*I received a free ARC of this book via Rachel’s Random Resources blog tour. The decision to review and my opinions are my own.*
Blurb: Becky Moran has built a career claiming to talk to the dead. A successful clairvoyant medium, a Cambridge graduate with her own radio show ‘Medium Wave’ and a team dedicated to crafting the celebrity myth – because Becky Moran is a fake. Until, one night, something supernatural, inexplicable, breaks through live on air as she is broadcasting. Becky Moran discovers the paranormal is real, the dead can indeed speak and she is being pursued relentlessly towards a battle for her very survival.
‘This thing has no defined shape. Whatever energy exists within it, it cannot settle on a shape. The strands of darkness curl out and then wrap back inwards. The bulk of the shadow becomes concave, then bulbous, the height building in on itself but lacking any skeletal structure to wrap itself around. There are no eyes, no clearly defined head shape. It is creating itself from darkness, like a swirl of ebony ink dropped into a vat of putrid water, spreading silently….’
Medium Wave blends the religio-spiritual with the paranormal in a fascinating exploration of the ‘more’ that could possibly be ‘in Heaven and Earth’ (Hamlet, William Shakespeare).
The insight into the chicanery of faking psychic powers is interesting, but even more so is the author’s forays into horror (that mirror! The mouth!), and the afterlife (Heaven? Hell? Limbo? Spirits walking the Earth as ghosts, watching over their loved ones?). There is much comfort here for those who have lost and long to feel their loved ones are not gone, but the reader cannot fall into reassured complacency as the author repeatedly reminds us that with the light must come the dark.
The tone of the story is quite detached, as if narrated by an omniscient third-party who had no personal connection to the characters, so although the plot engaged me mentally, I never quite felt an emotional pull towards the characters or their fate. I also found it hard to get a feel for the side-characters, despite their clear differentiation in terms of physical description and mannerisms, again, perhaps due to the separation of reader and character via the arm’s-length style.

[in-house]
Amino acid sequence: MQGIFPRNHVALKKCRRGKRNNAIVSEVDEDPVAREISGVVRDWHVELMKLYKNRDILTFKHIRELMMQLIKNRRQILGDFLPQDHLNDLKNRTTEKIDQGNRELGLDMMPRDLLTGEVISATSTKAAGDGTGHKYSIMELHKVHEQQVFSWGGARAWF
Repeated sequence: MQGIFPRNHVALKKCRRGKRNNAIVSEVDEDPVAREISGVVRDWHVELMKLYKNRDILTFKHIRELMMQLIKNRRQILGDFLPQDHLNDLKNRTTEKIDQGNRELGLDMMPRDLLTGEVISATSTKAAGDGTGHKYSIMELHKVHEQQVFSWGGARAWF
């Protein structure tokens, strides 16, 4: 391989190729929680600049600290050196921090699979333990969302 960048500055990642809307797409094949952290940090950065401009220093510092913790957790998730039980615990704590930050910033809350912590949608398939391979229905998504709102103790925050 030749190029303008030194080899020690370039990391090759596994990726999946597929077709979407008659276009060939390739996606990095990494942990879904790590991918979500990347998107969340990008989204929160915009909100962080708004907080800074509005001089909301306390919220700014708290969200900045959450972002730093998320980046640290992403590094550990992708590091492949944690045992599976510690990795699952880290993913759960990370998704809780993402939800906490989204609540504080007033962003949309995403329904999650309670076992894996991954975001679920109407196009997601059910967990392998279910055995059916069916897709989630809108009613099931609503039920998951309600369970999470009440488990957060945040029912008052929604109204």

I particularly enjoyed the mystery elements of the story: the crystal, the mirror and the ghostly messages from the dead to their descendants/relatives, and as this is the first in a planned series, I would love if this developed into a psychic-detective type series, such as we’ve seen on TV programmes like Medium or Angel. There is so much potential here for both ‘monster-of-the-week’ type stories and also a wider overarching good vs evil struggle!
Medium Wave is a promising series starter that would be great for those who like a good ghost story and/or are interested in what may await us once our connection to the wavelength of this life is over.
She frowned deeply, puzzled as to why the crystal was swinging like a pendulum. She glanced up at her team who were transfixed by the quartz hanging off her finger, watching her broadcast from the Ops centre through the internal glass wall that divided them. She looked again at the stone. ‘I can see…’ She stopped speaking.
For the briefest moment, the dim lights in the radio studio began to flicker. Becky Moran saw the swirling light within the crystal fade, bleaching the quartz to a dried husk, the colour of an empty wasps’ nest. The stone stopped swinging and, alarmed, she almost dropped the chain from her fingers, until she realised that it must be – it had to be – just a trick of the light.
– Rose Zolock, Medium Wave
Medium Wave is available on Amazon right now!